Independent review finds missed opportunities

Criticizes hospital for not acting on info

The investigative report of Earl Bradley, MD, by Linda Ammons, JD, associate provost and dean of the Widener University School of Law in Wilmington, DE, cites many instances in which his sexual abuse of children could have been stopped. It also alleges that Beebe Medical Center in Lewes, DE, failed to act properly when Bradley's behavior was questioned.

Ammons' report cites these missed opportunities:

• The first known complaint against Bradley in Delaware occurred in 1996, when Joan Davis, a nurse who worked with Bradley at Beebe, complained to her supervisor about what she thought were too many catheterizations of female patients for urine samples by Bradley in his annexed office next to the hospital. Davis's allegations regarding Bradley also included allegations of excessive kissing of patients, inappropriate remarks about females, and that Bradley was taking pictures of patients without their parents' consent or knowledge and putting them on his computer. The hospital did conduct an internal investigation. After consulting with three independent doctors, it deemed that the catheterizations were medically appropriate and closed the investigation.

• Relying on Delaware's peer review statute, the procedures of their accreditation standards, federal statutes, and the fact that other experts in the field had cleared Bradley's actions as accepted medical practice, Beebe did not report Davis' allegations to law enforcement or the Board of Medical Practice. It does not appear that Beebe's internal investigation addressed Davis' other allegations.

• In 2005, William J. Wenner, MD, vice president of the medical staff at the hospital, had several discussions and written communications with Bradley concerning a possible law enforcement investigation of him. On Sept. 19, 2005, Wenner noted that he met with the CEO of the hospital, who informed Wenner about the allegations raised eight years previously concerning Bradley. According to Wenner's notes, the CEO was also aware of a rumor of inappropriate behavior in Pennsylvania but believed it to be without substance. After the hospital was subpoenaed, Wenner informed Bradley that all patient contacts by hand must be in the presence of another witness. On Oct. 5, 2005, Wenner learned that the Milford Police Department investigation was closed and notified Bradley that chaperoning was no longer necessary.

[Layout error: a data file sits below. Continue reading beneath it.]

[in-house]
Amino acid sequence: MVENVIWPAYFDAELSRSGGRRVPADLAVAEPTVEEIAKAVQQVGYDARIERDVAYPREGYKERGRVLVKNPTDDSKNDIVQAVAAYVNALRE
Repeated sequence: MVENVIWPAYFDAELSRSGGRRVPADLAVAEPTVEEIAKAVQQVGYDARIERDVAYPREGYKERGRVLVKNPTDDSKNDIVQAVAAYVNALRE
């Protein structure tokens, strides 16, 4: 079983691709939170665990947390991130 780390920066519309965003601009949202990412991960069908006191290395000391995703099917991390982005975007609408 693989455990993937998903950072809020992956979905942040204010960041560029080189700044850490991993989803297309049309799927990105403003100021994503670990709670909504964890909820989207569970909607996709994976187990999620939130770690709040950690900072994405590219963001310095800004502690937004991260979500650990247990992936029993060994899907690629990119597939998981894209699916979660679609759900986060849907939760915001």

• Beebe administrators did not notify the police department during the 2005 investigation that it had conducted its own investigation of Bradley in 1996.

Ammons concluded that "it is reasonable to conclude that if the Davis allegations were made known to law enforcement in 2005, it could have altered prosecutorial decisions such as whether to arrest, indict, or even seek a search warrant. Instead, it does not appear that the records of Beebe's investigation in 1996 were ever given to law enforcement until after Dr. Bradley was arrested, even after Bradley's records were subpoenaed by the Attorney General's Office in 2005."

For a summary of the Ammons report, go to http://tinyurl.com/bw5x2ow. For the entire report, go to http://tinyurl.com/bo4679d.